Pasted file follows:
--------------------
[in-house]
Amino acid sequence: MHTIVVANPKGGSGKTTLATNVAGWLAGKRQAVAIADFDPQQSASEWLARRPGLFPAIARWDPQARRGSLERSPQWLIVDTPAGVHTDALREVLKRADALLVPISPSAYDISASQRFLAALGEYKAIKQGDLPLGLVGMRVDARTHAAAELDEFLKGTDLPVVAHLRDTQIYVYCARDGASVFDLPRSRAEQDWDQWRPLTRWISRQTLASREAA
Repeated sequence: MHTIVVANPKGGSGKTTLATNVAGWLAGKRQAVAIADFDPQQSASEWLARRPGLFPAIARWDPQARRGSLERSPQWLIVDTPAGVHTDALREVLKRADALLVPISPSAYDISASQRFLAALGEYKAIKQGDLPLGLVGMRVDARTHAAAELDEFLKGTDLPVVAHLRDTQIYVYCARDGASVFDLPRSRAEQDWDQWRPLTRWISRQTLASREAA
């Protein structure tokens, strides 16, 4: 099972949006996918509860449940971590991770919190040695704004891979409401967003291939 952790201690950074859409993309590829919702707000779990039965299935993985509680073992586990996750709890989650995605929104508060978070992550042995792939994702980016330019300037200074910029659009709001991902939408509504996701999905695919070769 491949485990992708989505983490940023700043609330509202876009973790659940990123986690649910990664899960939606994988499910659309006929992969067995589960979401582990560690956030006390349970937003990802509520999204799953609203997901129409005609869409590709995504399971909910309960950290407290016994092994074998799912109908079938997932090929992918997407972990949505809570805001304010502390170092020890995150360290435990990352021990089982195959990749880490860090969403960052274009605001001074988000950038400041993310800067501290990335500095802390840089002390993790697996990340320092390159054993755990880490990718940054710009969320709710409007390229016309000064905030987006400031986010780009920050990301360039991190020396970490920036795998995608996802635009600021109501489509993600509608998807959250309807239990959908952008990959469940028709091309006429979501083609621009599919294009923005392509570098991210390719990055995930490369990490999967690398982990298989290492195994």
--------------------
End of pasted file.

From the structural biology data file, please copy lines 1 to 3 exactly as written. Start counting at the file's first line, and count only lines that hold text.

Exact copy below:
[in-house]
Amino acid sequence: MHTIVVANPKGGSGKTTLATNVAGWLAGKRQAVAIADFDPQQSASEWLARRPGLFPAIARWDPQARRGSLERSPQWLIVDTPAGVHTDALREVLKRADALLVPISPSAYDISASQRFLAALGEYKAIKQGDLPLGLVGMRVDARTHAAAELDEFLKGTDLPVVAHLRDTQIYVYCARDGASVFDLPRSRAEQDWDQWRPLTRWISRQTLASREAA
Repeated sequence: MHTIVVANPKGGSGKTTLATNVAGWLAGKRQAVAIADFDPQQSASEWLARRPGLFPAIARWDPQARRGSLERSPQWLIVDTPAGVHTDALREVLKRADALLVPISPSAYDISASQRFLAALGEYKAIKQGDLPLGLVGMRVDARTHAAAELDEFLKGTDLPVVAHLRDTQIYVYCARDGASVFDLPRSRAEQDWDQWRPLTRWISRQTLASREAA